Daniel Huntington (October 4, 1816 – April 19, 1906), American artist, was born in New York City, New York, the son of Benjamin Huntington, Jr. and Faith Trumbull Huntington; his paternal grandfather was Benjamin Huntington, delegate at the Second Continental Congress and first U.S. Representative from Connecticut. Autograph Slip Signed, n.d. - 1 3/4 x 1/2 signed on 'wove' line stationery in blk ink with a new cliping mounted 7 1/16 x 3 1/3 overall, fine condition.
In addition to being recognized as New York City's "official" portraitist during the post Civil War era, Daniel Huntington was also known for his genre scenes, historical pieces, and landscapes. Huntington also played an important role in New York art life, serving two terms as president of the National Academy of Design (1862-70; 1877-90).
He was also a founder of the Century Association and was Vice-President of the Metropolitan Museum of Art from 1870 until 1903. Born in New York in 1816, Huntington studied at Yale College (1832) and at Hamilton College in Clinton, New York (1832-35). While in Clinton, he met the noted portrait painter Charles Loring Elliott, who gave him some instruction and encouraged him to pursue a career as an artist. Returning to New York, Huntington studied under Samuel F.B. Morse and Henry Inman, two of the city's most celebrated artists.
Early in his career, Huntington explored a range of subjects, including rural landscape and genre scenes. During these years, he worked in a soft, painterly manner inspired by the romantic realism of Morse and Inman.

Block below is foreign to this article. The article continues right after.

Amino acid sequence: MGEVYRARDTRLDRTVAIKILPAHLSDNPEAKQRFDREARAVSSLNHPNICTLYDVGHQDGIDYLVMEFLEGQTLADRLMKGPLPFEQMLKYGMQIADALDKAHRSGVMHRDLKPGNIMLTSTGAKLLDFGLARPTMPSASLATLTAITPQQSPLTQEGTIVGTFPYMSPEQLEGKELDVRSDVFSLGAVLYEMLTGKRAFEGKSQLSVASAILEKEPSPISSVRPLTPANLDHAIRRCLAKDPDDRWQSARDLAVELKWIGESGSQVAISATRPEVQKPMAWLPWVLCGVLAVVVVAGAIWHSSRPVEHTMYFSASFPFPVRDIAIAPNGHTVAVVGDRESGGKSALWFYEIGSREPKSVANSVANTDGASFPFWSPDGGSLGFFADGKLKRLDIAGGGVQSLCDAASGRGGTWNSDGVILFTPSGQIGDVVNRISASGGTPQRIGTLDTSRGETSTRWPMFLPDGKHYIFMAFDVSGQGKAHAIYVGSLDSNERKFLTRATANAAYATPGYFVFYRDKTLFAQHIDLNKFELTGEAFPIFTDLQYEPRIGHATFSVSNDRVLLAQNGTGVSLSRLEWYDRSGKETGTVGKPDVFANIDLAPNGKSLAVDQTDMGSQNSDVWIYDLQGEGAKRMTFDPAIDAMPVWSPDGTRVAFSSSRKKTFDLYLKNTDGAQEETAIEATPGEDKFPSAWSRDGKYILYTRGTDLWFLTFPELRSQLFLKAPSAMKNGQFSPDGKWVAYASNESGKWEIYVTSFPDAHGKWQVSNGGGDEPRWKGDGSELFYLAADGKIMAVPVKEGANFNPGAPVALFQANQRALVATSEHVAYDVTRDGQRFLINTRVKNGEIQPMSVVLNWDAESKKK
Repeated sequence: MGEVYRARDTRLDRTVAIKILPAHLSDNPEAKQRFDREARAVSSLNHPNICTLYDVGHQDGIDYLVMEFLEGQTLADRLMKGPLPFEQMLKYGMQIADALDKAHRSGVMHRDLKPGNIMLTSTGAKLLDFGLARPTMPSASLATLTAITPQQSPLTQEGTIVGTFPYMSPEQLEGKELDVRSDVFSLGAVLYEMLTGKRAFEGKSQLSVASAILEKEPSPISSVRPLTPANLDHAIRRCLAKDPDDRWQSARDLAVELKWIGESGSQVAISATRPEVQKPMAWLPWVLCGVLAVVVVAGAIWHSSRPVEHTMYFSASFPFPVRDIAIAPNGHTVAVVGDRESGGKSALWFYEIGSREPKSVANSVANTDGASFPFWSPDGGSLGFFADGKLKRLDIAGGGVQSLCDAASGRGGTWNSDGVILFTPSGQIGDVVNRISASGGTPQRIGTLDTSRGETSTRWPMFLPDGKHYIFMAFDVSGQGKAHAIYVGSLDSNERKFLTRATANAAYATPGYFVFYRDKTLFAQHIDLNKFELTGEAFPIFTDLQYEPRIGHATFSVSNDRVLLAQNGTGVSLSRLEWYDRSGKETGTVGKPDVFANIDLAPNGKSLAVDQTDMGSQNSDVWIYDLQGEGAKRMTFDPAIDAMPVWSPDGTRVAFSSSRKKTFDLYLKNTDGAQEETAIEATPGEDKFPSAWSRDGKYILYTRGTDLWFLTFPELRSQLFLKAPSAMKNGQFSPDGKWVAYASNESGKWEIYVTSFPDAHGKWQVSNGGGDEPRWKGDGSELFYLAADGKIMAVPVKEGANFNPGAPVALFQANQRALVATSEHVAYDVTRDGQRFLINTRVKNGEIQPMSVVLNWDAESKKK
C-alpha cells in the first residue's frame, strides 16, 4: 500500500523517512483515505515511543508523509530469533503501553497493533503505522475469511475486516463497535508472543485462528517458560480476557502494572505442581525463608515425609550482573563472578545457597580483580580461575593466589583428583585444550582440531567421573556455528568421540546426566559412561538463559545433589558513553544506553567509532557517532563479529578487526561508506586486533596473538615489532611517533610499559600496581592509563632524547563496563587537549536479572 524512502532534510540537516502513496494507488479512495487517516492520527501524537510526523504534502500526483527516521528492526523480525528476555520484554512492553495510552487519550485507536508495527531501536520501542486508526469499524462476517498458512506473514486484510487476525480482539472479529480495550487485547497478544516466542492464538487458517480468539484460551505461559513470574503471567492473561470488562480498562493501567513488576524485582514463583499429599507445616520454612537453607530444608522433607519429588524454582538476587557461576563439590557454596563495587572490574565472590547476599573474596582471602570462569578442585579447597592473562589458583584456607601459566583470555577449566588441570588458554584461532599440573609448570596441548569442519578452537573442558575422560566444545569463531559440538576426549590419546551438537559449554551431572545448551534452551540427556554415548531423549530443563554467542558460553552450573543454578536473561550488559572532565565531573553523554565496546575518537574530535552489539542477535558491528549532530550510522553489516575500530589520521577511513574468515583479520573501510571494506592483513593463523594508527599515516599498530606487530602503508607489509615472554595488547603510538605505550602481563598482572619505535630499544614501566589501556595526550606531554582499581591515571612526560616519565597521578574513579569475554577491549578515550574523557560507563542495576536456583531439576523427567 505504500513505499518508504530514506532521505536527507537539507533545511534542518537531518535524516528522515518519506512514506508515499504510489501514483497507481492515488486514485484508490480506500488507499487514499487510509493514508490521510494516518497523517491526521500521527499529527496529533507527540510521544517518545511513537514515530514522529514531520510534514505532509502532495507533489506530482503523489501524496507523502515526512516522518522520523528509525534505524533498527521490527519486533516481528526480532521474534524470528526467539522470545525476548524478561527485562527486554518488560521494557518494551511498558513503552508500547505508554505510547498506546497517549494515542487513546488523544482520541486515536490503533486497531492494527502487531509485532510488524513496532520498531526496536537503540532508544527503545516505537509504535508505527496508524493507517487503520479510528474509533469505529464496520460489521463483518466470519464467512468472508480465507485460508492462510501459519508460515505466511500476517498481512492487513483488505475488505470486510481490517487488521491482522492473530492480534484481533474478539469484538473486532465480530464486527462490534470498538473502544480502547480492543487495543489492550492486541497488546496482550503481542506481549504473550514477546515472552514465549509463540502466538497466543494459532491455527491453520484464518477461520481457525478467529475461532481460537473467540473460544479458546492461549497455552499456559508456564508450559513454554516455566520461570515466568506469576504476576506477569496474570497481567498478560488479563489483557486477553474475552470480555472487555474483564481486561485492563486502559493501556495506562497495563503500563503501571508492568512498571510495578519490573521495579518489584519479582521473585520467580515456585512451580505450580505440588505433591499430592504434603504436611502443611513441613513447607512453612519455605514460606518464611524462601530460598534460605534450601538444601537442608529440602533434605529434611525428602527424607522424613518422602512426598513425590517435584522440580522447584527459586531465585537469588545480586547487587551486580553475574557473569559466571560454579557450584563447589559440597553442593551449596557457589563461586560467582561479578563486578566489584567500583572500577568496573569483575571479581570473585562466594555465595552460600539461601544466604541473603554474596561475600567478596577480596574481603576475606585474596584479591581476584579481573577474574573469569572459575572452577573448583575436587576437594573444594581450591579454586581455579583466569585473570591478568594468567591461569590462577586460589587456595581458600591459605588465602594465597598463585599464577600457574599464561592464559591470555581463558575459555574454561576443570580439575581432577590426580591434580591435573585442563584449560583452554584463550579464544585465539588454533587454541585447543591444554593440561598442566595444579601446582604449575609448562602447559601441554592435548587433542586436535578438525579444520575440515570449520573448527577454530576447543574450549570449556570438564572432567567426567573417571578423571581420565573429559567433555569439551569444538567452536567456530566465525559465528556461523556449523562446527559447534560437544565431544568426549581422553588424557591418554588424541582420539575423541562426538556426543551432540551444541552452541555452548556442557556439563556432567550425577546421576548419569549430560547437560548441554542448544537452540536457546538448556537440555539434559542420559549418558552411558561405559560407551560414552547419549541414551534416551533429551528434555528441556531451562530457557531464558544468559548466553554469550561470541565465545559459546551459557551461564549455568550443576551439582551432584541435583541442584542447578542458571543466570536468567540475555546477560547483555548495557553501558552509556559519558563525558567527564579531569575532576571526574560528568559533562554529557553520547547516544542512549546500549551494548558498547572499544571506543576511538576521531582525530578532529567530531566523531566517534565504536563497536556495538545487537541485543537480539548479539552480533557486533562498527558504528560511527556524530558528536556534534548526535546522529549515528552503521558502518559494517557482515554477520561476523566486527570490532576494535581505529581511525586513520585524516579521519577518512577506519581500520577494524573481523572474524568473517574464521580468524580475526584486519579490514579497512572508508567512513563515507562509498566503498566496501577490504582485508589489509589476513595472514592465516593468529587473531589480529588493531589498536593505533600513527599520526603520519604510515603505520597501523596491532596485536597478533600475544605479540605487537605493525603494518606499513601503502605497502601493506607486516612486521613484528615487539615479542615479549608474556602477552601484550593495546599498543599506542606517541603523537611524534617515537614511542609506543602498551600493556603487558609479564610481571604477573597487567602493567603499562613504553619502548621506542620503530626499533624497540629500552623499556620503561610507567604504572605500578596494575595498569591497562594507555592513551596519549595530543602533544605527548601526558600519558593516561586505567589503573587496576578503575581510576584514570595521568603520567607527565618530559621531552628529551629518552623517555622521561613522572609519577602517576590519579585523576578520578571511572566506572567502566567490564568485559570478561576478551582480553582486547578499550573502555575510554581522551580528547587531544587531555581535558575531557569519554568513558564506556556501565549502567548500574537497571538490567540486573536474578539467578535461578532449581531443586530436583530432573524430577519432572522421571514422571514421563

In 1836 Huntington began exhibiting his paintings at the National Academy. He was elected an associate member of the Academy in 1839 and a full academician one year later. In 1839, accompanied by his friend and fellow artist, Henry Peters Gray, Huntington traveled throughout Italy and France, familiarizing himself with the art of the Old Masters as well as painting and sketching on his own.
In Rome, he took further study under G.P. Ferraro. When he returned to New York in 1840, Huntington painted an allegorical piece, Mercy's Dream (1841; Pennsylvania Academy of the Fine Arts) based on a character from Pilgrim's Progress, John Bunyan's epic tale of man's struggle to lead a Christian life. As well as establishing his reputation, the painting also reflected his growing interest in didactic themes. Huntington later produced two additional versions of Mercy's Dream.
Huntington made a second trip to Europe in 1842. For three years, he worked mainly in Rome, painting historical and religious pieces as well as landscapes. In 1850, he exhibited one hundred and thirty paintings at the Art Union in New York. He went abroad again in 1851. During the next seven years he spent much of his time in England, where he painted portraits of well-known figures, including Sir Charles Eastlake, President of the Royal Academy.
He made a final trip to Europe in 1882, spending most of his time in Spain. From the early 1850s, up until his death in 1903, Huntington focused almost exclusively on portraiture, producing over 1,000 images. A highly respected painter, he was described by the critic James Jackson Jarves as one of the "representative artists of academic training," renowned for his "refinement and high-bred tone."
During the 1870s and 1880s, when young American artists began to look to contemporary French and German art for inspiration, Huntington remained steadfast in his devotion to the Old Master tradition. His late portraits were highly literal, revealing the impact of photography.
Examples of Huntington's work can be found in many important public collections, including the Metropolitan Museum of Art, the New-York Historical Society, the Brooklyn Museum, and the National Gallery of Art.